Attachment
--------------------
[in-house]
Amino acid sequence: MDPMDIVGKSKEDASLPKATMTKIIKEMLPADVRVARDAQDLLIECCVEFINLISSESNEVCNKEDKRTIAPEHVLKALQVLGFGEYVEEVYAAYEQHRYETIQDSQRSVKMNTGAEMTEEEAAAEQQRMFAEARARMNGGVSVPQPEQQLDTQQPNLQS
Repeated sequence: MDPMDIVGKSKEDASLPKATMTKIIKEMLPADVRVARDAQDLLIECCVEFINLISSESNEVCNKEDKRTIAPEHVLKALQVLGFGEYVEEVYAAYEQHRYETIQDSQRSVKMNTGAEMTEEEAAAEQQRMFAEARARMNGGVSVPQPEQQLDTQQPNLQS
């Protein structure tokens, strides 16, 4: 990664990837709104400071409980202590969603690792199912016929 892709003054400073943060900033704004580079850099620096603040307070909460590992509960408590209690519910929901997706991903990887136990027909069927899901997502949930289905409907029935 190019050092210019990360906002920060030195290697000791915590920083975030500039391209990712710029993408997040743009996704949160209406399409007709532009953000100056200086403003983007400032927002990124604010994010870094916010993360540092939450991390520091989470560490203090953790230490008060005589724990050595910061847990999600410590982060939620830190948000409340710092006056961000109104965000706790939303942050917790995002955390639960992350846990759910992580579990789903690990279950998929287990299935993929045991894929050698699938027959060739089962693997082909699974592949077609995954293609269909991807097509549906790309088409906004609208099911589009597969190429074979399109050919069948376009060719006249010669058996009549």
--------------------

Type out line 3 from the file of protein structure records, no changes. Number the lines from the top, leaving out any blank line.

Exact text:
Repeated sequence: MDPMDIVGKSKEDASLPKATMTKIIKEMLPADVRVARDAQDLLIECCVEFINLISSESNEVCNKEDKRTIAPEHVLKALQVLGFGEYVEEVYAAYEQHRYETIQDSQRSVKMNTGAEMTEEEAAAEQQRMFAEARARMNGGVSVPQPEQQLDTQQPNLQS